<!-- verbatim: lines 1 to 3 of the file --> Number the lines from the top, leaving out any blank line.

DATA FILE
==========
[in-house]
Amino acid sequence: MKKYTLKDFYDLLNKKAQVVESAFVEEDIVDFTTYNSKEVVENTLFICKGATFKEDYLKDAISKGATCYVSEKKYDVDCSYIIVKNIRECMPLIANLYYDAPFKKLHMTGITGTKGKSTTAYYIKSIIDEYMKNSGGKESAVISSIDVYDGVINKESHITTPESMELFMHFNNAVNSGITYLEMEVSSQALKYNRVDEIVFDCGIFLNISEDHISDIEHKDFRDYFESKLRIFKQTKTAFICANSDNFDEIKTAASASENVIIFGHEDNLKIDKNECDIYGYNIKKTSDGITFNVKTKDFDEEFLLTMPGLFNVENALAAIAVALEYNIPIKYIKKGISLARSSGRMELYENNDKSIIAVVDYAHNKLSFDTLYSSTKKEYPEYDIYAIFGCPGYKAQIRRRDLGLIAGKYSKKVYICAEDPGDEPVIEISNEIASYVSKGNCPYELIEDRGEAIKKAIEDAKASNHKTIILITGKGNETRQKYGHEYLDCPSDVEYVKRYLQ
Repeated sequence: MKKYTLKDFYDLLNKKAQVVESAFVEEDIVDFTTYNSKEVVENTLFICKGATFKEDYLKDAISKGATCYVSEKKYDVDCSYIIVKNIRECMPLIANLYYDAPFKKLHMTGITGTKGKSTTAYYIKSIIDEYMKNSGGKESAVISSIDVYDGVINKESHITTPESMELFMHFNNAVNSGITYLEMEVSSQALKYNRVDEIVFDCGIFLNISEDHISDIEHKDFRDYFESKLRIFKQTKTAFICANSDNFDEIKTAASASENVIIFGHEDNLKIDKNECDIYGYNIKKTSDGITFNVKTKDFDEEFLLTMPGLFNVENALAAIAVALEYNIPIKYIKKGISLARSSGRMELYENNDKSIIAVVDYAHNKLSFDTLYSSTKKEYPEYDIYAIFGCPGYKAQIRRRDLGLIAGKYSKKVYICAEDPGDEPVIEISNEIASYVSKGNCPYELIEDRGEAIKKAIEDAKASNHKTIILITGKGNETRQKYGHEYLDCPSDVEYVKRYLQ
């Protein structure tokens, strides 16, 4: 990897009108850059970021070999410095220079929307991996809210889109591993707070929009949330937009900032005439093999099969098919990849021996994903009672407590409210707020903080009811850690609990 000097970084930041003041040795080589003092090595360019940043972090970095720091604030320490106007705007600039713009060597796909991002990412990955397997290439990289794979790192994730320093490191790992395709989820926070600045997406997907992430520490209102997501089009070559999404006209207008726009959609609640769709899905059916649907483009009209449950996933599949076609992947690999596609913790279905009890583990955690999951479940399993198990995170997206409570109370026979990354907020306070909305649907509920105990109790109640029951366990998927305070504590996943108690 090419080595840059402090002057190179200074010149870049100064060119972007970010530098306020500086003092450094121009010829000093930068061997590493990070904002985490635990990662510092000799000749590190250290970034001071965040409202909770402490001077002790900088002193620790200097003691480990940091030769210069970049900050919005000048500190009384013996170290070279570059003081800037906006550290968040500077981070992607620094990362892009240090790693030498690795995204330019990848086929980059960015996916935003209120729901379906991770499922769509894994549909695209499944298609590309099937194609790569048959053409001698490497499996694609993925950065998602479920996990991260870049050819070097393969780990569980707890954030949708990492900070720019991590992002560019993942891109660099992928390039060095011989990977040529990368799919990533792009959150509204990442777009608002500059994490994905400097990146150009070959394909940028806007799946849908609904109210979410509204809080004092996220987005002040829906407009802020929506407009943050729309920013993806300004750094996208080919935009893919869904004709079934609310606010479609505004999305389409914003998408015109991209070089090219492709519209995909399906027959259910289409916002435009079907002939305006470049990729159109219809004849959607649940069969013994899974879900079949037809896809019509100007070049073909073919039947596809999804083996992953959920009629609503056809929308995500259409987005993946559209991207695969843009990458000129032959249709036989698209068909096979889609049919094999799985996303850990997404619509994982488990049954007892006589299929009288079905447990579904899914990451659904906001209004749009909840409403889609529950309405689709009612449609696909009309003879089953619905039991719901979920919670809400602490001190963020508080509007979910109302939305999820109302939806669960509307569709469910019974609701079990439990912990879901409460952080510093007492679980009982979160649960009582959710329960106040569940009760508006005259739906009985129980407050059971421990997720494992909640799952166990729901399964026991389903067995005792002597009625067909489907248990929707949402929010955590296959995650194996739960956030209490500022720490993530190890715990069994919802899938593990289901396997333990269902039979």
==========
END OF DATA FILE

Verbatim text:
[in-house]
Amino acid sequence: MKKYTLKDFYDLLNKKAQVVESAFVEEDIVDFTTYNSKEVVENTLFICKGATFKEDYLKDAISKGATCYVSEKKYDVDCSYIIVKNIRECMPLIANLYYDAPFKKLHMTGITGTKGKSTTAYYIKSIIDEYMKNSGGKESAVISSIDVYDGVINKESHITTPESMELFMHFNNAVNSGITYLEMEVSSQALKYNRVDEIVFDCGIFLNISEDHISDIEHKDFRDYFESKLRIFKQTKTAFICANSDNFDEIKTAASASENVIIFGHEDNLKIDKNECDIYGYNIKKTSDGITFNVKTKDFDEEFLLTMPGLFNVENALAAIAVALEYNIPIKYIKKGISLARSSGRMELYENNDKSIIAVVDYAHNKLSFDTLYSSTKKEYPEYDIYAIFGCPGYKAQIRRRDLGLIAGKYSKKVYICAEDPGDEPVIEISNEIASYVSKGNCPYELIEDRGEAIKKAIEDAKASNHKTIILITGKGNETRQKYGHEYLDCPSDVEYVKRYLQ
Repeated sequence: MKKYTLKDFYDLLNKKAQVVESAFVEEDIVDFTTYNSKEVVENTLFICKGATFKEDYLKDAISKGATCYVSEKKYDVDCSYIIVKNIRECMPLIANLYYDAPFKKLHMTGITGTKGKSTTAYYIKSIIDEYMKNSGGKESAVISSIDVYDGVINKESHITTPESMELFMHFNNAVNSGITYLEMEVSSQALKYNRVDEIVFDCGIFLNISEDHISDIEHKDFRDYFESKLRIFKQTKTAFICANSDNFDEIKTAASASENVIIFGHEDNLKIDKNECDIYGYNIKKTSDGITFNVKTKDFDEEFLLTMPGLFNVENALAAIAVALEYNIPIKYIKKGISLARSSGRMELYENNDKSIIAVVDYAHNKLSFDTLYSSTKKEYPEYDIYAIFGCPGYKAQIRRRDLGLIAGKYSKKVYICAEDPGDEPVIEISNEIASYVSKGNCPYELIEDRGEAIKKAIEDAKASNHKTIILITGKGNETRQKYGHEYLDCPSDVEYVKRYLQ